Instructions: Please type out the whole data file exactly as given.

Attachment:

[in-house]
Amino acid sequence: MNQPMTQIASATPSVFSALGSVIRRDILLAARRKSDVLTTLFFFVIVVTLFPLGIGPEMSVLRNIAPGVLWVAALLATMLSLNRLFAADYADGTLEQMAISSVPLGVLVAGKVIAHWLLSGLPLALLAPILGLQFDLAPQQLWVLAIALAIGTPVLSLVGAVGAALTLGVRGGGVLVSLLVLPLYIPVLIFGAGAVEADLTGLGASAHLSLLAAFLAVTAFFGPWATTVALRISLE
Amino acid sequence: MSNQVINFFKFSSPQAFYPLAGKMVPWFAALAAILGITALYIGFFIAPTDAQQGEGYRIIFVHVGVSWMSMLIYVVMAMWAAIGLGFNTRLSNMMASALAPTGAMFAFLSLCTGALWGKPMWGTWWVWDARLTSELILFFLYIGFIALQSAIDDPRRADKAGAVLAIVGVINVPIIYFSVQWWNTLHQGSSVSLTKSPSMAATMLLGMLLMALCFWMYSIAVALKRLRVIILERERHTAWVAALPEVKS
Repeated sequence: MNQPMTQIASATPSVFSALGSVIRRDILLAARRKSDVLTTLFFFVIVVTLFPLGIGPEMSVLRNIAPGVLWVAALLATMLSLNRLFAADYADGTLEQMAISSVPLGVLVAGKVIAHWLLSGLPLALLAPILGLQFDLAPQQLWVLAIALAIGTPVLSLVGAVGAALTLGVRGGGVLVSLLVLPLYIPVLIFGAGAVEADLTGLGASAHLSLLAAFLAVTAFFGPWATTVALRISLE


[in-house]
Amino acid sequence: MNQPMTQIASATPSVFSALGSVIRRDILLAARRKSDVLTTLFFFVIVVTLFPLGIGPEMSVLRNIAPGVLWVAALLATMLSLNRLFAADYADGTLEQMAISSVPLGVLVAGKVIAHWLLSGLPLALLAPILGLQFDLAPQQLWVLAIALAIGTPVLSLVGAVGAALTLGVRGGGVLVSLLVLPLYIPVLIFGAGAVEADLTGLGASAHLSLLAAFLAVTAFFGPWATTVALRISLE
Amino acid sequence: MSNQVINFFKFSSPQAFYPLAGKMVPWFAALAAILGITALYIGFFIAPTDAQQGEGYRIIFVHVGVSWMSMLIYVVMAMWAAIGLGFNTRLSNMMASALAPTGAMFAFLSLCTGALWGKPMWGTWWVWDARLTSELILFFLYIGFIALQSAIDDPRRADKAGAVLAIVGVINVPIIYFSVQWWNTLHQGSSVSLTKSPSMAATMLLGMLLMALCFWMYSIAVALKRLRVIILERERHTAWVAALPEVKS
Repeated sequence: MNQPMTQIASATPSVFSALGSVIRRDILLAARRKSDVLTTLFFFVIVVTLFPLGIGPEMSVLRNIAPGVLWVAALLATMLSLNRLFAADYADGTLEQMAISSVPLGVLVAGKVIAHWLLSGLPLALLAPILGLQFDLAPQQLWVLAIALAIGTPVLSLVGAVGAALTLGVRGGGVLVSLLVLPLYIPVLIFGAGAVEADLTGLGASAHLSLLAAFLAVTAFFGPWATTVALRISLE